A frequently asked question in using climate model outputs for decision support is how to select and combine model outputs. The large ensemble of opportunity obtained from climate model output is often beyond the scope of most applications and raises several questions on how many models and which ones to use. Uncertainty in climate scenarios comes from (i) the drivers of anthropogenic change associated with greenhouse gas, aerosols and land use change; (ii) the sensitivity of the climate system to these changes; and (iii) natural unforced variability. There are several ways to account for uncertainty in climate scenarios depending on the phenomenon of interest, time horizon and scale of interest. Consideration of which climate aspects are most relevant to a given decision-making process can lead to a more tailored and relevant discussion of these uncertainties.
Uncertainty arising from anthropogenic forcing is less important than other sources of uncertainty before mid-century, but diverges substantially by late 21st century.
Uncertainty arising from climate sensitivity and the manifestation of anthropogenic change to regional scales is model dependent and a significant source of uncertainty.
Uncertainty arising from internal variability can be examined by looking at different ensemble members run with a common model and experiment (e.g., model runs differ only in that they have different initial conditions). This uncertainty can be particularly important for near-term projections and for variables with a low signal-to-noise ratio (e.g., precipitation).
Model evaluation has been conducted to assess how well CMIP5 models simulate historical climate of the Pacific Northwest (Rupp et al., 2013). This evaluation asks how well models simulate (i) monthly temperature and precipitation over the 20th century, (ii) spatial patterns over the northeast Pacific and western North America, (iii) teleconnection of the El Nino-Southern Oscillation to temperature and precipitation over the Pacific Northwest, (iv) interannual to decadal variability of precipitation and temperature over the Pacific Northwest, and (v) seasonal temperature trends. This analysis reveals a set of model rankings illustrated below and in further detail in (Rupp et al., 2013).
Figure 1: Models ranked according to normalized error score from EOF analysis of 18 performance metrics. Ranking is based on the first 6 principal components (filled blue circles). The open symbols show the models error scores using the first 4, 5, and all principal components (PCs). The best scoring model has a normalized error score of 0.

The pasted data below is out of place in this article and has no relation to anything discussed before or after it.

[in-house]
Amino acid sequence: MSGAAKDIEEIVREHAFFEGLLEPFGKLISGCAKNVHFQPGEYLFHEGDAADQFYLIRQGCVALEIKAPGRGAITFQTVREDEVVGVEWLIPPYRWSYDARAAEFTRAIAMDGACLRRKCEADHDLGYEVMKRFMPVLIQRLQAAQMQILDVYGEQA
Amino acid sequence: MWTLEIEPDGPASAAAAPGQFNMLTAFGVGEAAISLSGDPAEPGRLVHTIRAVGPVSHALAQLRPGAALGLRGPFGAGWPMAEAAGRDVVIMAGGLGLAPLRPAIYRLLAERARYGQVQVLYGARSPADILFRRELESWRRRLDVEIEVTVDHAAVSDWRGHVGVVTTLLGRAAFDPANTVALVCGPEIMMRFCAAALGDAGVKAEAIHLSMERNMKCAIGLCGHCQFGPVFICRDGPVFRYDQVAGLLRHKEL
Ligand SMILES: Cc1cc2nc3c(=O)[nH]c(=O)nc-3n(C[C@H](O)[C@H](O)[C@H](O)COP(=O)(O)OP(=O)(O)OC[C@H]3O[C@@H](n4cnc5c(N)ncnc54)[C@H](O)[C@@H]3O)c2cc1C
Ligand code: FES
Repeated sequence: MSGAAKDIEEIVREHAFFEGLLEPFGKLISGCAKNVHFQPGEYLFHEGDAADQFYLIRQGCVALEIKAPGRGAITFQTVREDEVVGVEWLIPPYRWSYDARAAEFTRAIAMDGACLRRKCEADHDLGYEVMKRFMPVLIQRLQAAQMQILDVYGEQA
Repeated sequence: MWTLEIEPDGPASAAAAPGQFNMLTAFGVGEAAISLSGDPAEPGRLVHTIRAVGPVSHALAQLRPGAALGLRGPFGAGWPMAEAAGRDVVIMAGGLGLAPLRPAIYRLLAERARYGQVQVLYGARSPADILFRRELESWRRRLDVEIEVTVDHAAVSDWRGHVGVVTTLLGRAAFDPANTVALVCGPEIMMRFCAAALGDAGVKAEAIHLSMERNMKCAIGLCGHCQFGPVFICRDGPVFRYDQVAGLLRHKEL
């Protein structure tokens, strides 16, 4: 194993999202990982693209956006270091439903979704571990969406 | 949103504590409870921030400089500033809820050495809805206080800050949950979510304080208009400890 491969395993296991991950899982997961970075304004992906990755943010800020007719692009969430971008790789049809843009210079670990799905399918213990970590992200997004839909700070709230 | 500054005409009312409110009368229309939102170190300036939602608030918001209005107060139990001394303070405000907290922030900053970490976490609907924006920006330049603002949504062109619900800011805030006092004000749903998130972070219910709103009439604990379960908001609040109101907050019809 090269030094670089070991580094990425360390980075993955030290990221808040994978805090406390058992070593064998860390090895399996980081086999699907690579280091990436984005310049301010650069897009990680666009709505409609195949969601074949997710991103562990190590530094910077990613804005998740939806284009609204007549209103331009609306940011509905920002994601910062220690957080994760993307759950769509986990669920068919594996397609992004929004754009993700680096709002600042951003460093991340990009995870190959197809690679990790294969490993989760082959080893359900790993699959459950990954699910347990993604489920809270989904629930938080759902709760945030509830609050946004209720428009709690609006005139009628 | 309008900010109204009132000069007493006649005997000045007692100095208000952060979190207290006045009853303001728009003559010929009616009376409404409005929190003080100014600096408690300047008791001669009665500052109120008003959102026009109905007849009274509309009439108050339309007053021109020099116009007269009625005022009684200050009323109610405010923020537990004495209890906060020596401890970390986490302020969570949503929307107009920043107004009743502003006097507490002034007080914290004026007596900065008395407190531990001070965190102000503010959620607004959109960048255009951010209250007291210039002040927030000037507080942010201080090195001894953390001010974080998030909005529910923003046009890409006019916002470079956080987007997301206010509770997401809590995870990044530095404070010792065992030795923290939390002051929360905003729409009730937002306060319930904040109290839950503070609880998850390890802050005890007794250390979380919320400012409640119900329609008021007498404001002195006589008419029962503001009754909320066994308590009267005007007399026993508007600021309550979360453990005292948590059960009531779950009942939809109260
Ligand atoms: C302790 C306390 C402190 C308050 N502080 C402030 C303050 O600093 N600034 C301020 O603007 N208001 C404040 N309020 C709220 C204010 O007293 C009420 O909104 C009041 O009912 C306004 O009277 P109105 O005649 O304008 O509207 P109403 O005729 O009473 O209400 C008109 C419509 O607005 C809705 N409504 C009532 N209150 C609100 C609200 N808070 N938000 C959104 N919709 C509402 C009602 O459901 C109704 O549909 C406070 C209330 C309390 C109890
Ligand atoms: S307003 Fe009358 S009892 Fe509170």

While evaluating model credibility is useful, studies have shown that climate projections from a random set of models yields results similar to those from the best models. Therefore it may not be absolutely necessary to cull or weight models before integrating them into decision-making process.
One should also be cognizant that using all available model outputs (ensembles of opportunity) will not encompass the range of potential futures.
However, incorporating a limited sample of projections is not suggested as it provides a limited sample.
Instead, we advocate for at least 10 models to be considered in analyses.
Guidelines from Mote et al., 2011
Mote et al., 2011 suggests the following guidelines for using climate model outputs for impact and climate diagnostics research:
Understand to which aspects of climate your problem or decision is most sensitive (e.g., which climate variables, which statistical measures of these variables, and at what space and time scales).
Determine which climate projection information is most appropriate for the problem or decision (e.g., variables, scales in space and time).
Understand the limitations of the method you select.
Obtain climate projections based on as many simulations, representing as many models and emissions scenarios, as possible. We recommend using at least 10 models.
It may be worth the effort to evaluate the relevant variables against observations, just to be cognizant of model biases, but recognize that most studies have found little or no difference in culling or weighting model outputs.
Understand that regional climate projection uncertainty stems from uncertainties about (1) the drivers of change (e.g., green- house gases, aerosols), (2) the response of the climate system to those drivers, and (3) the future trajectory of natural variability.
Use the ensemble to characterize consensus not only about the projected mean but also about the range and other aspects of variability.